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A View From The Froelick Gallery.


By now Portland baby boomers understand the meaning of an invitation.

It’s a give and take thing.

If someone invites you to attend their Easter church service you don’t expect Jesus to show up.

But He does.

If you invite someone to watch a sporting event, you don’t expect them to show up in uniform.

The careful planner makes sure you both like the same teams in case it does happen.

What do you expect when you get an invitation to an artist’s show?

If it’s a Laura Ross-Paul show at the Froelick Gallery on NW Davis off Broadway the night before First Thursday?

Brace yourself. You’re about to enter a world you haven’t seen before.

Who asks for more?

Boomerpdx posted an idea recently asking you to find your favorite artist’s views in your town. Edward Hopper was first in line.

After seeing Ross-Paul’s ‘Trees as Figure Monotypes’ the woods called. What’s more Oregon than the forest?

Through the lens of an accomplished artist, the familiar becomes new. Your trees are their trees and in a city like Portland you’re never too far away.

From this, the lights of Broadway streaming by at night:


 To this:


When you see an artist’s work making connections you can’t imagine yourself, pay attention. They’re speaking to you.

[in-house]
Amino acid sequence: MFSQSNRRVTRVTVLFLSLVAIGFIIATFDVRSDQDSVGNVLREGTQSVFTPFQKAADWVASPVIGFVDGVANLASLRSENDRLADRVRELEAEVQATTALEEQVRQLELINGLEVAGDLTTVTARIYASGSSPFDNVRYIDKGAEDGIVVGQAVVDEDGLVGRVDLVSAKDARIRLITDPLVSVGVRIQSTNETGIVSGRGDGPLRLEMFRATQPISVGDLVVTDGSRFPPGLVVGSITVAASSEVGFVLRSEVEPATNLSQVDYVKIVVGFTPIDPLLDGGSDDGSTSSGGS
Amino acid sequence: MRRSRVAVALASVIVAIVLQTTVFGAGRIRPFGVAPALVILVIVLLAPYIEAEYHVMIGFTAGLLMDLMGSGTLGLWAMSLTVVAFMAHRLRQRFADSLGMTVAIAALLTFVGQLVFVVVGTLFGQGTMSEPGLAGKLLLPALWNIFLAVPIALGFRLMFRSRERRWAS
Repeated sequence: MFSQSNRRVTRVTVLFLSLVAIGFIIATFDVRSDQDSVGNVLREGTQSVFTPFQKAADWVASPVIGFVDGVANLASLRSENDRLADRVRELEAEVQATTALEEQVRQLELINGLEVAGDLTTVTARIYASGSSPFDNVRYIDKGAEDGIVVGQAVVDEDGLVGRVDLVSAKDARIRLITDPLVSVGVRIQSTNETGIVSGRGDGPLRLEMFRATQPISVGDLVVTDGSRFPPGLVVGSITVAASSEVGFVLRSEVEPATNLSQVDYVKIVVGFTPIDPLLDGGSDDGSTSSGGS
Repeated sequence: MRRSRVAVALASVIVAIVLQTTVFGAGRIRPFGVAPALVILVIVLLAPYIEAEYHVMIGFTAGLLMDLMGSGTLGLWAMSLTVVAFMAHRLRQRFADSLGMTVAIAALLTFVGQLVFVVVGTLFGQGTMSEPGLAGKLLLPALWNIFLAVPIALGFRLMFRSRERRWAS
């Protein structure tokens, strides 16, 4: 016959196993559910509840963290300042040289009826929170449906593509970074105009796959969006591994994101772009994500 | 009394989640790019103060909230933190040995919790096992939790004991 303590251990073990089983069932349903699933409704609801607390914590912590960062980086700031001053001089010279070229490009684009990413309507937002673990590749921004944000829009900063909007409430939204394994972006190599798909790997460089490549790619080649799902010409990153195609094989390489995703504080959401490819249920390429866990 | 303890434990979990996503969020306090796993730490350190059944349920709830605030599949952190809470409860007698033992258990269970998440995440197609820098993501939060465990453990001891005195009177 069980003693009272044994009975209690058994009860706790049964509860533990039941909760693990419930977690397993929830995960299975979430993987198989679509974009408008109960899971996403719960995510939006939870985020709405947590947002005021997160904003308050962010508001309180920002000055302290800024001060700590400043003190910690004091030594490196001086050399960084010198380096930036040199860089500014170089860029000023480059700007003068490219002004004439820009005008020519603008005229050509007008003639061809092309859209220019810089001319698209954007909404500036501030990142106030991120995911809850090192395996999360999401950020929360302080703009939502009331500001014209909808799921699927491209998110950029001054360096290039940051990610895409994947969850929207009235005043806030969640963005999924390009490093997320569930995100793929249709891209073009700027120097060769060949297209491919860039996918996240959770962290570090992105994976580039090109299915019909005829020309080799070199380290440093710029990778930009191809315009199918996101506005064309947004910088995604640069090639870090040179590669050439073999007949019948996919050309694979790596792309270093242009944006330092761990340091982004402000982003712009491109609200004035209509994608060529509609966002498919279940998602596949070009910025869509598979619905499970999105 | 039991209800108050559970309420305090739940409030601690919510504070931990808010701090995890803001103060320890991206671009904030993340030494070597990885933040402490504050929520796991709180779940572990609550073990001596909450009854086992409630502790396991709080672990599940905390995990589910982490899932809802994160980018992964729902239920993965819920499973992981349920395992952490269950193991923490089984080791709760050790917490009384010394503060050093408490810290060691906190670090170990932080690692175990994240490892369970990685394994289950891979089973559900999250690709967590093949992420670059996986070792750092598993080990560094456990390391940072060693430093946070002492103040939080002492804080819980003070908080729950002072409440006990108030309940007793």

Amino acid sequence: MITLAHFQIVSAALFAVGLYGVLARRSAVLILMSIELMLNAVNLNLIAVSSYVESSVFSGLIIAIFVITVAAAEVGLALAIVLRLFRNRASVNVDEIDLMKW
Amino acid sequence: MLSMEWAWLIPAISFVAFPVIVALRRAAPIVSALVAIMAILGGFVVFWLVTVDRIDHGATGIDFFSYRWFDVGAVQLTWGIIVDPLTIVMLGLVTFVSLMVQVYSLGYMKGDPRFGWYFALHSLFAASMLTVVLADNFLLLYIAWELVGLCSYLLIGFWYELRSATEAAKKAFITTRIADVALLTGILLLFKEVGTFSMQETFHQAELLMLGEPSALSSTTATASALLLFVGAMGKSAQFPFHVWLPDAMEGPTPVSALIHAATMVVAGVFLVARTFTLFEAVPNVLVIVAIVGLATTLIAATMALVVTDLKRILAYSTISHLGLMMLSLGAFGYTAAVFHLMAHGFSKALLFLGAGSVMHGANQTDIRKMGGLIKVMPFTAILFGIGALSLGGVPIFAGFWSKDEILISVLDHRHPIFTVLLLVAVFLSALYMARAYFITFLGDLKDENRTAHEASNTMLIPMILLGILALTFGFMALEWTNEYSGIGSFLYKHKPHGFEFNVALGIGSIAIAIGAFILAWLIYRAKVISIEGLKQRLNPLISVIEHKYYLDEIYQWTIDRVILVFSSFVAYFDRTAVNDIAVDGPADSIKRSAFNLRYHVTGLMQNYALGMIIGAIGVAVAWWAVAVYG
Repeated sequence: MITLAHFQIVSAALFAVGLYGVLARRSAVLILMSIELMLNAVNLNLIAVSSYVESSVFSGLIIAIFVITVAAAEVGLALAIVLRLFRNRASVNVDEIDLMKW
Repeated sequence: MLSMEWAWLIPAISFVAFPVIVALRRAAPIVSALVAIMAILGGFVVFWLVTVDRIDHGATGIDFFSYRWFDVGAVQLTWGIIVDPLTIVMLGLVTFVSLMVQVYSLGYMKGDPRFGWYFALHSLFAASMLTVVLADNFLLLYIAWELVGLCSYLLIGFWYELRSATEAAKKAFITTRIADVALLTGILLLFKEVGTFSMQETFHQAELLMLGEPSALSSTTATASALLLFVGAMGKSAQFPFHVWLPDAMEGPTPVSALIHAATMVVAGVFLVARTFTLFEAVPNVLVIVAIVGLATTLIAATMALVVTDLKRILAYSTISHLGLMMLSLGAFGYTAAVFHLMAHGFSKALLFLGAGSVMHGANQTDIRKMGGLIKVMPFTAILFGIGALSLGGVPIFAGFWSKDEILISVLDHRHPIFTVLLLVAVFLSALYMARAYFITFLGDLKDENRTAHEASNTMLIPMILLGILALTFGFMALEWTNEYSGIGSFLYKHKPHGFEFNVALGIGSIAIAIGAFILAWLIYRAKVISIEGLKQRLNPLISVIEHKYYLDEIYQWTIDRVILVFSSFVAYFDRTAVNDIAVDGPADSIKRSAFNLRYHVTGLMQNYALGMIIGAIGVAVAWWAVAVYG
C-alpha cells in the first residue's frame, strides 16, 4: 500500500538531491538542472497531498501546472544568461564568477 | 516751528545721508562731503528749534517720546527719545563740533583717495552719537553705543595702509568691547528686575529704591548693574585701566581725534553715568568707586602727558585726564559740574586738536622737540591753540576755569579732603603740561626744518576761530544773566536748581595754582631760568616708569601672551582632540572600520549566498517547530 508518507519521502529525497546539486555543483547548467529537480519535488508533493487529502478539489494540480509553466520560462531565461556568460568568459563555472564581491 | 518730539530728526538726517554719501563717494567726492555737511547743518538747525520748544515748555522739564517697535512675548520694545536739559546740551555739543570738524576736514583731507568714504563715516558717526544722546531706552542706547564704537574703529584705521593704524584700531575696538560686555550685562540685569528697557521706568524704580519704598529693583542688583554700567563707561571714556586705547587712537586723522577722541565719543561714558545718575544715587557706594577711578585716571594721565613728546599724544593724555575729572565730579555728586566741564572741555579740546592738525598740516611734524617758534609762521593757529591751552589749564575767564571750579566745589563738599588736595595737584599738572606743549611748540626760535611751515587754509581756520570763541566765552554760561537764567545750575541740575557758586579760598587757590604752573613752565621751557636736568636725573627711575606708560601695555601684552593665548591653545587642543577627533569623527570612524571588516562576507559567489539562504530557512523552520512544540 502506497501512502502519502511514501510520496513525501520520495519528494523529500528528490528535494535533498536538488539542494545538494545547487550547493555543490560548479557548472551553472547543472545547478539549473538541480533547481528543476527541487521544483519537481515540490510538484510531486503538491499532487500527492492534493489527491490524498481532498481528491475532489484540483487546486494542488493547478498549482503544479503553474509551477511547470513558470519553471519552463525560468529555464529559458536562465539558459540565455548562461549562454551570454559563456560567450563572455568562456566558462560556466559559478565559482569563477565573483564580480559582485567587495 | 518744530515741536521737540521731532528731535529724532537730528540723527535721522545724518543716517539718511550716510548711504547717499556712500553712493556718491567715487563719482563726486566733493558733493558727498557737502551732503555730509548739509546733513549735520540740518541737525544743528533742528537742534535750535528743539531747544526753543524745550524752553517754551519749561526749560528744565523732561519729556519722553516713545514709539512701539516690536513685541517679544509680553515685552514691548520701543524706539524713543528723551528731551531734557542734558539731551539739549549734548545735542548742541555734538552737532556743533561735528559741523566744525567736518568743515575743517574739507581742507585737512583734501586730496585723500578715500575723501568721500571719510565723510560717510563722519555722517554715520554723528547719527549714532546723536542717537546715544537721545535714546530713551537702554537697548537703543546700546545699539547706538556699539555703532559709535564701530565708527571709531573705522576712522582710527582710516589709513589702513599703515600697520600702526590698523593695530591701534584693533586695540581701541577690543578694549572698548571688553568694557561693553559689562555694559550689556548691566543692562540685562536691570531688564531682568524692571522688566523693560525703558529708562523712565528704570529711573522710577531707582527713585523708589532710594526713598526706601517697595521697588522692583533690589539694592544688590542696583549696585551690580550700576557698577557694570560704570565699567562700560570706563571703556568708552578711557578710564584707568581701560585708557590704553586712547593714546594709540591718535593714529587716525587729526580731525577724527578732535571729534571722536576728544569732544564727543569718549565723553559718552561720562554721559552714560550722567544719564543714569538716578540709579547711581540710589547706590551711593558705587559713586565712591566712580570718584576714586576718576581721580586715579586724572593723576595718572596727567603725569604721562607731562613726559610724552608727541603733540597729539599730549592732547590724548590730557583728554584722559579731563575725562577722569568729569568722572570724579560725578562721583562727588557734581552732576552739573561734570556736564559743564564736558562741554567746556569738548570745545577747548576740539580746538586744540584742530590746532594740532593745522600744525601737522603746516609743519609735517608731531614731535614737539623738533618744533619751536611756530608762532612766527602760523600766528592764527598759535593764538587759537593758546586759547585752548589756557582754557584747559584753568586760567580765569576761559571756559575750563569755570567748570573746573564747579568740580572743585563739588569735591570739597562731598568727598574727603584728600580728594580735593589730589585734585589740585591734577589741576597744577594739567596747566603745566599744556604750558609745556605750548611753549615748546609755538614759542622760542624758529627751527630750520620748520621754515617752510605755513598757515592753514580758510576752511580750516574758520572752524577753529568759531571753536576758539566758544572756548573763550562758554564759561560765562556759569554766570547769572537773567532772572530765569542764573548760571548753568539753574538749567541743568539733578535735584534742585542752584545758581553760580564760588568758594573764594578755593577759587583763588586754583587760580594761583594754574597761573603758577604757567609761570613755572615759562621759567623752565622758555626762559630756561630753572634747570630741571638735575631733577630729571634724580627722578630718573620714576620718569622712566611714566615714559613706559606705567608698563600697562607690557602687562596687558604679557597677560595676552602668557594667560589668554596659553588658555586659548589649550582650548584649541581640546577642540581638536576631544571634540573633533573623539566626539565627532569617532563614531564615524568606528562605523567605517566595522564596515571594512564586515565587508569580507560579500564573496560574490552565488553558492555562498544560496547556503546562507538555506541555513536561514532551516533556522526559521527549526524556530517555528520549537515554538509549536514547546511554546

When their vision pulls you out on one of the coldest nights of the year, and you end up feeling the warmth of that view, you have a choice.

One gallery owner explained that buying art isn’t a good investment. Those art fans, the investors, understand the volatility of the market and gather pieces for their own storage unit instead of their wall or plinth.

He continued by saying art opens doors you haven’t seen before, a door unlocked by the art piece in front of you. You find a way to buy the work so you can keep the door open.

Another choice is acting on inspiration. Artwork that inspires you to find your own vision makes you a better person. It puts you on a pathway of discovery where you find hidden secrets you thought you left behind years ago.

It’s a perfect boomer storm. Art engages your senses, moves you to act, and leaves you ready for more.

Laura Ross-Paul makes the kind of art that creates a need in a viewer. A need for what? A need to keep your own eyes open and your mind engaged. A need to see what she sees and make it your own.

While you contemplate your choices, hit this to see a post from a previous show. While you’re here, click on the ‘Show Trailer.’ It’s a powerful video blast of art forms linking together and standing alone.

If you have an event that needs video, drop a line to

Here’s an image inspired by Laura Ross-Paul a couple of days after seeing her exhibit at the Froelick Gallery.



About David Gillaspie
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